- The most important data release will be the labour market report for September, due to be released on Friday. Markets usually pay a lot of attention to the report and react negatively to weak data but this is not likely to be case this time. The numbers from this release are likely to be more affected by Hurricanes Harvey and Irma and will not reflect underlying labour market strength. Looking at initial jobless claims, they have risen significantly since the hurricanes but any impact on US economic data will be short-lived. Also, the Fed clearly stated at its recent meeting that it will look through weak economic data in the short term as it is due to the hurricanes.
- On Monday ISM manufacturing and ISM non-manufacturing, respectively, for September will be released. Given that both Empire, Philly and Richmond regional PMIs increased strongly in September there is also room for ISM manufacturing to increase to around 60 despite PMI manufacturing was stable at a much lower level in September, although the hurricane may also affect ISM in the short-run as well. This big gap between PMI manufacturing and ISM manufacturing is still puzzling and the truth is likely somewhere in the middle but note markets tend to focus more on ISM.
- In other policy development, ECB President Mario Draghi expressed more confident that inflation will eventually head towards the central bank’s target with the support of continuous accommodative monetary policy.
- German chancellor Angela Merkel will be forced to cobble together a three-party coalition after her Christian Democratic Union fared worse than expected in Sunday’s election. The right wing populist Alternative for Germany party won 12.6% of the vote, becoming the third-largest party in the Bundestag. Another small party receiving a substantial number of votes was the Free Democratic Party (FDP), which garnered 10.7%. The FDP will likely pry the finance ministry away from Merkel’s CDU in return for its support in parliament. Wolfgang Schaeuble stepped down after eight years as finance minister this week to take up the post of president of the parliament, paving the way for a new finance minister. The FDP is thought to be even less inclined to bring about closer European integration than past Merkel governments.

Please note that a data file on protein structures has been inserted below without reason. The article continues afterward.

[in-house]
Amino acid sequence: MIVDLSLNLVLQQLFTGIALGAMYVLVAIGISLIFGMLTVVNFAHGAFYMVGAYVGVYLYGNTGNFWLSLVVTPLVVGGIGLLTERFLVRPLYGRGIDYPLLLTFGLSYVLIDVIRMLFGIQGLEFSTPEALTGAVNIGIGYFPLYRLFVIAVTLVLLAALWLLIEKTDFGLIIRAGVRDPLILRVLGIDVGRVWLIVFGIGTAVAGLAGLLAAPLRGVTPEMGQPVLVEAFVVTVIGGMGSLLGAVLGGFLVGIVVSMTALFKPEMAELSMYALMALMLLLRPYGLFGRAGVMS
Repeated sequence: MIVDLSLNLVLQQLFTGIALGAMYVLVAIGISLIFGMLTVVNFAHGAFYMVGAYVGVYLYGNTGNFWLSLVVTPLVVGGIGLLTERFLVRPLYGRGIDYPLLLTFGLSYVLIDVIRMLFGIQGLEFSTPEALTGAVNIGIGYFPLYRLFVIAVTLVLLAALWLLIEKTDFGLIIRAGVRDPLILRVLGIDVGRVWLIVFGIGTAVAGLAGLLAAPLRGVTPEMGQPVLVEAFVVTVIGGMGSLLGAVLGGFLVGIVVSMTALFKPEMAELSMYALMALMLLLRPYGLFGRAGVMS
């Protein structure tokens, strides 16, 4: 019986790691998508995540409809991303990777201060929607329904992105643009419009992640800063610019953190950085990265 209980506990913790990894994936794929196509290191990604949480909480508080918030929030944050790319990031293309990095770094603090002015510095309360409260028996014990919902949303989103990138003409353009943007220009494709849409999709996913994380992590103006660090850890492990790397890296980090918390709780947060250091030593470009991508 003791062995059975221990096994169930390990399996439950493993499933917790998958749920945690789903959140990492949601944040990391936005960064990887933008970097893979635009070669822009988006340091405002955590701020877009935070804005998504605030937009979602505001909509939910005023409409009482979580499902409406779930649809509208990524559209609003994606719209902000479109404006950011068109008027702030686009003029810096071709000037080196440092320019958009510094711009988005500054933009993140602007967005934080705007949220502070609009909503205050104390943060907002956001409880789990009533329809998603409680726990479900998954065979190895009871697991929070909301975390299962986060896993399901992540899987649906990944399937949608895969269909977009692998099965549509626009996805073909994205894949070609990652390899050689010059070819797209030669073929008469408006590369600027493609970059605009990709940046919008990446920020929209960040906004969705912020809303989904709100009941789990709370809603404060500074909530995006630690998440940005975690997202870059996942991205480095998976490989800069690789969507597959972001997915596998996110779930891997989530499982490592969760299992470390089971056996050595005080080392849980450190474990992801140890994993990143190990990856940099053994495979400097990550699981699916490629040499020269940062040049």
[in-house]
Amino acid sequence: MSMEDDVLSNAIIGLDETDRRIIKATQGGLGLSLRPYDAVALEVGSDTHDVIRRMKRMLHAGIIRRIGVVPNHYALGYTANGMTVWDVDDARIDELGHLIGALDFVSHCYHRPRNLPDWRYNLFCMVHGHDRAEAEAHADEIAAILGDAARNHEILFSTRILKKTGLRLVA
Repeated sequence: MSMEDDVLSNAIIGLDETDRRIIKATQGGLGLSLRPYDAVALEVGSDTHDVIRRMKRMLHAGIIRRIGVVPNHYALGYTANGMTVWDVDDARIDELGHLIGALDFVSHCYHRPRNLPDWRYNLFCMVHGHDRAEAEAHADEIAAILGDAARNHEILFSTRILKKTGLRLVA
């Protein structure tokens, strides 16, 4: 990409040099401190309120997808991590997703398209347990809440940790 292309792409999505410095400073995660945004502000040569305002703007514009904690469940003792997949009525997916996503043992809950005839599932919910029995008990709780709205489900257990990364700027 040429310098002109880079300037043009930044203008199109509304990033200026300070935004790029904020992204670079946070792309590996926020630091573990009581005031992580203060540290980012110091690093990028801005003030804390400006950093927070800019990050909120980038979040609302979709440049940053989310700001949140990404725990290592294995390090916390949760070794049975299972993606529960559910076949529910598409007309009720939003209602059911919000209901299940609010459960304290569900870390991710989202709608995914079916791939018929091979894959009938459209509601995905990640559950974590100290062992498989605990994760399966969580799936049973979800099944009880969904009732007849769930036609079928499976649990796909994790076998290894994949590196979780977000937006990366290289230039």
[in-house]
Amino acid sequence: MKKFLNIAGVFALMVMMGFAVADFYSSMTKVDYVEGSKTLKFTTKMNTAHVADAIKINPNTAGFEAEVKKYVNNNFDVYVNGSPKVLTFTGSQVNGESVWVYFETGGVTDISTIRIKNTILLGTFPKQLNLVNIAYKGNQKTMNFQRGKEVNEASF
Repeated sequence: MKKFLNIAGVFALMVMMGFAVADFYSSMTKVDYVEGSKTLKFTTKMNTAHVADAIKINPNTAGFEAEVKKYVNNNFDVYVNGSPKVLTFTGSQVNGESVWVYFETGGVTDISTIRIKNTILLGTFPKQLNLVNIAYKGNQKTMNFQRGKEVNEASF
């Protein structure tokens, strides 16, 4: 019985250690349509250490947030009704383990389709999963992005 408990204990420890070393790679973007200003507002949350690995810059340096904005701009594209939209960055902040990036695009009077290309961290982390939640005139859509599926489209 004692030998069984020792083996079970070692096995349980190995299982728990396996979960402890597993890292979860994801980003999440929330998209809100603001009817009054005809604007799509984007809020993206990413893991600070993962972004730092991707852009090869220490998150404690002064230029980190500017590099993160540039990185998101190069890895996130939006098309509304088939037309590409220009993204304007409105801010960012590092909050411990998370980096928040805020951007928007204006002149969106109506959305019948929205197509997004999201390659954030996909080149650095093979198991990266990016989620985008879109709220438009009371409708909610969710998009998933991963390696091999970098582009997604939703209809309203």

- In the euro area, the first release of interest is the unemployment rate due for release on Monday. The unemployment rate continues to decline and close in on the NAIRU and a further decline to 9.0% in August is expected as employment PMIs have remained high. There has been a pickup in wage growth since H2 2016, but despite the seemingly tight labour market, a slack can be observed due to a lack of productivity growth, low inflation expectations and a still high share of involuntary part timers.
- On Wednesday, the euro area retail sales figures for August are out. In July, retail sales decreased 0.3% month-on-month, which is the largest decline since March 2016 and driven primarily by a decline in the sales of auto fuel. The consensus is for rising retail sales in August of 0.4% month-on-month, supported by the falling oil price throughout August and continued high consumer optimism.
- In the UK, focus is on the UK Conservative Party Conference in Manchester on 1 to 4 October. The Conservative Party (not only backbenchers but also Cabinet members) remains hugely divided on Brexit and PM Theresa May’s position has been clearly weakened since the general election in June, although it is difficult to see a leadership contest in the short run due to the ongoing Brexit negotiations (which are difficult enough as they are) and no obvious successor. PM Theresa May is expected to deliver a speech on Brexit in connection with the conference, where she is expected to repeat that the UK is leaving the single market and the customs union.
- Next week, September PMIs will be released, which will give more information about Q3 GDP growth. So far, it seems like growth in Q3 has continued around the same pace of a quarter percentage per quarter as in H1 2017, perhaps slightly higher.
- UK PMI manufacturing is due on Monday and it is likely to have risen to the 58.0 level, in line with the level of the equivalent index for the euro area, as the UK has a tendency to follow the euro area index (although the UK index is more volatile).
Sources: Wells Fargo, MFS Investment Management, Danske Bank, HongLeong Bank